In the case of 100 Investment Limited Partnership v. Columbia Town Center Title Co., the Maryland Court of Appeals was asked to determine whether a title company owed a tort duty of reasonable care to its customer, the purchaser of real property, when conducting a title search, notwithstanding any contractual obligation that may also exist. The Court ruled that, despite the fact that the title company – customer relationship derives from contract, an “intimate nexus” exists between the parties because of the foreseeability that the customer’s purpose for retaining the title company is to rely on its professional judgment. This intimate nexus justifies the imposition of a tort duty to exercise reasonable care in carrying out one’s professional services. In this regard, the Court of Appeals has decided that title companies should be treated similarly to lawyers, accountants, architects, and other professionals that have been found to owe their customers tort duties, in addition to those assumed by contract.
The underlying facts of the case date back more than thirty years, and do not warrant an extensive recitation. In short, in 1982, two widows, the Millers, conveyed a tract of property to Dr. Khan. Thereafter, in 1986, the Millers conveyed the same tract of land as part of a large real estate transaction to 100 Investment Limited Partnership (the “Partnership”). The Partnership hired both Cambridge Title and Columbia Town Center Title to perform a title searches, and neither companies’ search revealed the earlier transaction with Dr. Khan. Both title commitments led to the issuance of title insurance policies underwritten by Chicago Title Insurance Co. In 2001, the Partnership first leaned of the prior transaction involving Dr. Khan. In order to cure the defect in title, the Partnership repurchased the disputed tract, costing it a total of almost $200,000.00. In 2004, the Partnership sued the title companies and Chicago title to recover the money it spent to repurchase the disputed tract of land.
The lawsuit alleged negligence by the title companies in failing to discover the Dr. Khan transaction and further alleged that Chicago Title was liable under a respondeat superior (agency) theory for the acts of the title companies. The Partnership contended that the title companies owed it a tort duty of reasonable care in conducting the title search, independent of contract duties, because an intimate nexus existed between the parties such that a tort duty must be imposed as a matter of public policy. In contrast, the title companies argued that the nature of the relationship between them and the Partnership was contractual, and any duties to be imposed upon them should be solely contractual in nature. A trial was held, which included expert testimony describing the reliance upon which a customer places on a title commitment, the trial court found that a tort duty did exist and that the title companies breached their duty of care owed to the Partnership by failing to discovery the Dr. Khan transaction.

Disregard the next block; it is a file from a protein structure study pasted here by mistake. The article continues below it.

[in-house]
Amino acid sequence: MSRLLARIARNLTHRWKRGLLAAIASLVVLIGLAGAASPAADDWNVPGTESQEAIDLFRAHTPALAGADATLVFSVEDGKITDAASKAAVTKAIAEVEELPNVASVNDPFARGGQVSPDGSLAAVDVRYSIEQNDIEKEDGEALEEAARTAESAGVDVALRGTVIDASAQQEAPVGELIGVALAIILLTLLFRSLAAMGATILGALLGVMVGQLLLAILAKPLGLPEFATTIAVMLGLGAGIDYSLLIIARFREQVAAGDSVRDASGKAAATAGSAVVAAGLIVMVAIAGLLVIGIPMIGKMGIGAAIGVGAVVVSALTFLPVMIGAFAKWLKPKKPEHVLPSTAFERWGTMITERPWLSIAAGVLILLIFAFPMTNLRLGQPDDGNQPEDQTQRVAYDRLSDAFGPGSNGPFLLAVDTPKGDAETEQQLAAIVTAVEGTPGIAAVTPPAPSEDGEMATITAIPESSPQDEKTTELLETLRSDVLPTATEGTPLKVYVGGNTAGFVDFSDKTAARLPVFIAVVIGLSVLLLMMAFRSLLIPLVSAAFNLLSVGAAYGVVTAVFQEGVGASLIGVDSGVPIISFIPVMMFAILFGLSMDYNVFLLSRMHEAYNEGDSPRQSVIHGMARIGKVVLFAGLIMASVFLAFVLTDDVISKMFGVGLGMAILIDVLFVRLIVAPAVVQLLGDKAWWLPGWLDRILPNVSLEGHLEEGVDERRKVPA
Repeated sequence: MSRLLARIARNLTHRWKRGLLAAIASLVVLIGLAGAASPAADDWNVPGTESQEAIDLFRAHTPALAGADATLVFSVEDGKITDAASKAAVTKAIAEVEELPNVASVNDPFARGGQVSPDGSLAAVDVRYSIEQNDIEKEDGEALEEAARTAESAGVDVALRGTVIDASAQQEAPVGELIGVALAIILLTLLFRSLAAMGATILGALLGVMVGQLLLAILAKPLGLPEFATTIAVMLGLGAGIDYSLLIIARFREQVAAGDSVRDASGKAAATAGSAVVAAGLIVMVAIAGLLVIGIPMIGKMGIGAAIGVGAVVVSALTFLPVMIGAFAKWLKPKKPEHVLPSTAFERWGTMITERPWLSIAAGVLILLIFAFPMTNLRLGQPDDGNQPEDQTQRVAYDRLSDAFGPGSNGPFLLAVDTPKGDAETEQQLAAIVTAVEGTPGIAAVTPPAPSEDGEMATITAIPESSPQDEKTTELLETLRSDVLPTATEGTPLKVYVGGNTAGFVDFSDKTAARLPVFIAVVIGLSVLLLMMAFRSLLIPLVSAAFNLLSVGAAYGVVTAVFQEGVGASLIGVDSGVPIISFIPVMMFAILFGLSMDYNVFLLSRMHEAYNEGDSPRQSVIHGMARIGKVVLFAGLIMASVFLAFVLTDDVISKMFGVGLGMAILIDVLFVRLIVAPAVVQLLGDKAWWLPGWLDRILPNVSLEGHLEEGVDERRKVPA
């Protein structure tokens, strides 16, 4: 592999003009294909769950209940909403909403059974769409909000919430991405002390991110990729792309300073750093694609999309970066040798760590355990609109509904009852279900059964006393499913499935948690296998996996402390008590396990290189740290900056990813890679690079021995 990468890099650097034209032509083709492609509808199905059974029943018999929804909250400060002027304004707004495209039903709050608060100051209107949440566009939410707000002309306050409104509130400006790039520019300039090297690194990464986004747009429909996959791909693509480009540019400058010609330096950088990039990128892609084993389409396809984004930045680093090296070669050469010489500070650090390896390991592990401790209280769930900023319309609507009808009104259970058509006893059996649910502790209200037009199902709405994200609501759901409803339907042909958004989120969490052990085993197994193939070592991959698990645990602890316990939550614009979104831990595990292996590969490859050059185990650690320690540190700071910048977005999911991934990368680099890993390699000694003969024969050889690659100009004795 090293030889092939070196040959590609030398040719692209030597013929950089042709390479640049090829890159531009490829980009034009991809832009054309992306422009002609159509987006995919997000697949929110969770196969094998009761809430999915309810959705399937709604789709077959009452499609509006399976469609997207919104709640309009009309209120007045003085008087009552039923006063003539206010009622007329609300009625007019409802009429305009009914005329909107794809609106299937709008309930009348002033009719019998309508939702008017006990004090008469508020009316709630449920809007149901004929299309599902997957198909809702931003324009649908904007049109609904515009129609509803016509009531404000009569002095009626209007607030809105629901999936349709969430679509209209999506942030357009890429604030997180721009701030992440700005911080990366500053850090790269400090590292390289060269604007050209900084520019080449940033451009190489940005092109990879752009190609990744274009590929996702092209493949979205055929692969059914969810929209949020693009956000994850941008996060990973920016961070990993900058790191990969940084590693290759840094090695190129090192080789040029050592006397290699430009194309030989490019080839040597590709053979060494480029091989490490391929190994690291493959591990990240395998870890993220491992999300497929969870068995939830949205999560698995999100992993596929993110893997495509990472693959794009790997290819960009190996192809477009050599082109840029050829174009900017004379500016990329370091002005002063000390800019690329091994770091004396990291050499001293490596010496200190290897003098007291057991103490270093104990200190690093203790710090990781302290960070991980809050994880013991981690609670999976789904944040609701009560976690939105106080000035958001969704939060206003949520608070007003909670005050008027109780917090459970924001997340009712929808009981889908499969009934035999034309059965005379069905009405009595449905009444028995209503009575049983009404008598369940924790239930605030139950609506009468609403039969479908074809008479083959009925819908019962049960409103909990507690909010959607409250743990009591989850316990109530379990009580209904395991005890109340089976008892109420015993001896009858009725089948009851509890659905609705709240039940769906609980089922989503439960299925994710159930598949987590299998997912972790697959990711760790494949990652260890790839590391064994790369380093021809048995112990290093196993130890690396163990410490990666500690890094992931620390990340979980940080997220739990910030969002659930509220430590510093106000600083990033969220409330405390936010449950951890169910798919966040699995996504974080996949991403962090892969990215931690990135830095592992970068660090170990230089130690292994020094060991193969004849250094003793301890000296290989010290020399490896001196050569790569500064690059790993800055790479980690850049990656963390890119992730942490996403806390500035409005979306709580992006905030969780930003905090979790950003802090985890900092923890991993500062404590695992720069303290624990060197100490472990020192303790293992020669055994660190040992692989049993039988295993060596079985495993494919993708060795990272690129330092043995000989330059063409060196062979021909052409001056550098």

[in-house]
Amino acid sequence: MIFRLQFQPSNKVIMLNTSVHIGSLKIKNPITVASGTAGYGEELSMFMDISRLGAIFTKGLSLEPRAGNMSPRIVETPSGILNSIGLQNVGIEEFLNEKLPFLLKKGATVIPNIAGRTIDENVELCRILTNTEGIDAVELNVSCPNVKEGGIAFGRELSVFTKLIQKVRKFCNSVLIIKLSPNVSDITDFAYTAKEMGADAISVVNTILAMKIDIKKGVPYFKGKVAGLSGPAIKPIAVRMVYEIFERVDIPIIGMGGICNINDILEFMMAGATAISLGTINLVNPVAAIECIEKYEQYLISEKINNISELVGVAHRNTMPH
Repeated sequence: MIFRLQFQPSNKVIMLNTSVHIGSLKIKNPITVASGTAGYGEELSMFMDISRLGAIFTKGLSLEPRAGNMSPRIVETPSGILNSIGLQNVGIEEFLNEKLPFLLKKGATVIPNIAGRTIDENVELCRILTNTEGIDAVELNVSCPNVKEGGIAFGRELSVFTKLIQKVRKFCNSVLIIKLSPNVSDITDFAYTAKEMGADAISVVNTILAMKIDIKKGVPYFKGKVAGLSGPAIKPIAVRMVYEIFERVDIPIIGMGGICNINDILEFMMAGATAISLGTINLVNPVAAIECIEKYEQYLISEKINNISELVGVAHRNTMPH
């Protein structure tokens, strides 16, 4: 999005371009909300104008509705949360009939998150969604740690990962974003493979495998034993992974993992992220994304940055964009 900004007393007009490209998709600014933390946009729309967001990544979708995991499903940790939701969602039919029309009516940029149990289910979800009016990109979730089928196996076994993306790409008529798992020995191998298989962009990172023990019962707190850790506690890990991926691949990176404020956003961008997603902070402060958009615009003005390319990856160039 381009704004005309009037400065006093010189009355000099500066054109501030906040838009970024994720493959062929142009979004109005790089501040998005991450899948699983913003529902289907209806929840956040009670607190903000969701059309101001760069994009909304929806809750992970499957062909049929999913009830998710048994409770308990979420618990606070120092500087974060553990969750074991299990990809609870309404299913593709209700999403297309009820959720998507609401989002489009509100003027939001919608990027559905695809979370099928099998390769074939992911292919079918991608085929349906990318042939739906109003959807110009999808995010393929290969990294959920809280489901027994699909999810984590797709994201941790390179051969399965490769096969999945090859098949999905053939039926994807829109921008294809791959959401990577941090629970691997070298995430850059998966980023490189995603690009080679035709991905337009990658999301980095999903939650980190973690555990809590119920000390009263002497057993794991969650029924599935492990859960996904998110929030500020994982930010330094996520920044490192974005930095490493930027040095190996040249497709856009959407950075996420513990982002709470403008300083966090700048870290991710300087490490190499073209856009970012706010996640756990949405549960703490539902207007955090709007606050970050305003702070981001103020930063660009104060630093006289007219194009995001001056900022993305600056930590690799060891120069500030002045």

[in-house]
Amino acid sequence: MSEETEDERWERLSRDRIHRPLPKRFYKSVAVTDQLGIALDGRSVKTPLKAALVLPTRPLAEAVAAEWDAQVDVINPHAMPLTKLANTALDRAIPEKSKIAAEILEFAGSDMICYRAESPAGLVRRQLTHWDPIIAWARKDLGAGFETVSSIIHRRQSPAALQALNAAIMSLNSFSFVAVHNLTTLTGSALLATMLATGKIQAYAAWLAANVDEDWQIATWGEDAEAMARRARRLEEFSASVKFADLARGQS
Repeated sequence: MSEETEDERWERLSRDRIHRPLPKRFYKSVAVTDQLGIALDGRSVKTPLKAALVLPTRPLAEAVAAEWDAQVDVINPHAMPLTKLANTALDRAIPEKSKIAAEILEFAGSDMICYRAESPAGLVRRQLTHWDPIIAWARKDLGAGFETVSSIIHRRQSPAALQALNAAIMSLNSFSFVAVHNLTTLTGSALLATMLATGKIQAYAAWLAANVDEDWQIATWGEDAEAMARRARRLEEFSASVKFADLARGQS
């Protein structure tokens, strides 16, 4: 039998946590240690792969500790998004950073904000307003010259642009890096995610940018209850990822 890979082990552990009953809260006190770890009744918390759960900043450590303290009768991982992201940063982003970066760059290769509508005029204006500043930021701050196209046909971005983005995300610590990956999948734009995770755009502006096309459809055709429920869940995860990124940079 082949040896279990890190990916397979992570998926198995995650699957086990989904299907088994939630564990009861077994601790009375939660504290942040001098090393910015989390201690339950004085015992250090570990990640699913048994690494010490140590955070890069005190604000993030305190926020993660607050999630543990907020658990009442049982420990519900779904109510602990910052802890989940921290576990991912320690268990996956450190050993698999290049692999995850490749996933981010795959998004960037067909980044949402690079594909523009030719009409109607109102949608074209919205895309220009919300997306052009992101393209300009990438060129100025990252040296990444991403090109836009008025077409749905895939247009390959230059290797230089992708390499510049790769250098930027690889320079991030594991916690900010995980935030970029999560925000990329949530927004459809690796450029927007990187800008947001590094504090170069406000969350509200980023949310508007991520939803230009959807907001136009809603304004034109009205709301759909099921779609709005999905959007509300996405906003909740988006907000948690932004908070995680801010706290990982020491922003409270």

Affirming the trial court and finding in favor of the Partnership, the Court of Appeals recognized that it is well settled that there are situations where responsibilities imposed by a contractual relationship are supplemented with tort duties, and the nature of the relationship between the parties is essential in determining whether such a situation exists. The Court noted that in order for the Partnership to establish the existence of a tort duty upon which to base an economic recovery, it must show (1) that the title companies were aware that the title search information was to be used for a particular purpose; (2) in the furtherance of which a known party (the Partnership) was intended to rely; and (3) there must have been some conduct on the part of the title companies linking them to the Partnership, which evinces the title companies’ understanding of the Partnership’s reliance. The evidence at trial supported the trial court’s conclusion that these factors were met; specifically, that the parties knew that a primary purpose of the title search was to confirm that the Partnership would be receiving clean title to the land that it intended to purchase, and it was known to the title companies that the Partnership intended to rely upon their respective title commitments. Although a tort duty exists for title examiners, the Court of Appeals made sure to caution that the title companies are not guarantors. Rather, they are simply under a duty to “exercise a reasonable degree of skill and diligence in the conduct of the transaction.”
Having established the existence of a tort duty, the Court of Appeals then considered whether Chicago Title Insurance could be held vicariously liable for the negligence of the title companies, which the trial court had held. On this issue, the Court of Appeals reversed the ruling of the trial court, holding that Chicago Title Insurance could not be held vicariously liable. The insurance contract between the Partnership and Chicago Title Insurance contained express exculpatory language that precluded the Partnership from pursuing a negligence claim against Chicago Title Insurance. This insurance contract was read as any other contract would be, and the exculpatory clause was clear and unambiguous. Accordingly, the Partnership’s sole remedies against Chicago Title Insurance were contractual in nature.